Though perhaps giving so much away is the intent.  If nobody has done it before, then of course it’s worth trying. It’s a mystery novel approach, whereby all of the elements are laid out, and slowly the reader is given the connective tissue to build the beast (“oh, so that’s why there’s a clown on the cover”).

Is it successful?  It is in the sense that they did it, and it can always be argued that no experiment can be considered a failure.  I would have liked not to have the clown imagery hanging over this album on my first listen, though I suppose it is the best theme to use in the artwork.  They rarely go with something completely abstract.

Musically I find this album beautiful, and it’s a shame I get so easily distracted by the spoken words and artwork.  Incorporating a film orchestra as raw material (there’s that novel take on remixing again) is brilliant and gives The Residents a lush palette they haven’t had before.  But I can’t focus on it enough to fully appreciate it.  I hope they release a soundtrack version (like they did with God in Three Persons); this album definitely deserves that kind of special treatment.

A Mere Excuse For Letting Loose (The River of Crime)

The slings and arrows of outrageous misfortune.The latest Residents project has a whiff of old time radio about it.  That’s a bit of a misnomer; I don’t believe radio drama ever went away, but it’s definitely less prevalent these days.  And what better place to do something niche than on the Internet?  Podcasts are simply radio shows done online, but they’re mostly bored teenagers talking about themselves.  It’s a medium ripe for creative exploration, and I’m glad The Residents have dipped their collective toe into it, even if it’s only to show everybody else what they could be doing.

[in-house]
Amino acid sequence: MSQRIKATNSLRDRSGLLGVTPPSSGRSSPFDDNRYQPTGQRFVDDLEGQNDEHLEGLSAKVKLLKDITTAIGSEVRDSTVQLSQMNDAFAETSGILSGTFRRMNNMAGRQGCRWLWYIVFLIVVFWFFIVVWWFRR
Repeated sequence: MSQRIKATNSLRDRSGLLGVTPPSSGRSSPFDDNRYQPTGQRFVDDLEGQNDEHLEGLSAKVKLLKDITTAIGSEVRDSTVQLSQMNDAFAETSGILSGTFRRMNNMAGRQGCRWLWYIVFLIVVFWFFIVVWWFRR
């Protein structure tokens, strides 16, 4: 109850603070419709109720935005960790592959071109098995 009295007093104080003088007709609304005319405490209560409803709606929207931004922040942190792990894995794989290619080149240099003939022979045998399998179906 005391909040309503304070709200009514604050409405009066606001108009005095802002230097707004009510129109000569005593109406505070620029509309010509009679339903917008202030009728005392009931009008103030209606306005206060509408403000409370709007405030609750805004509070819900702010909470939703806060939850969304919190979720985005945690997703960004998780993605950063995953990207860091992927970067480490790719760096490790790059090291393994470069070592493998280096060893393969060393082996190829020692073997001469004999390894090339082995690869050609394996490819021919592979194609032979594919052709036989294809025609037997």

The River of Crime is presented in serial format, though it’s more of an anthology series with a common narrator than a single story.  It works well, though.  The problem with traditional serials is that the story stops and starts with each episode and is often padded to make each part fill the time.  The benefit with these self-contained stories is that they eliminate the continual arbitrary cliffhangers that plague a serial.

Of all the episodes, I like “The Beards” best.  There’s a special kind of horror in being caught in a situation that, from an outside perspective, looks criminally suspicious.  Child molestation is no joke, and to be merely accused of it is highly damaging.  Even if a person is proven to be innocent, that stigma will be carried forever, because a court’s decision is far outweighed by the public’s gossip.  Of all the stories in this series, this one seems like it will affect the narrator the most over time.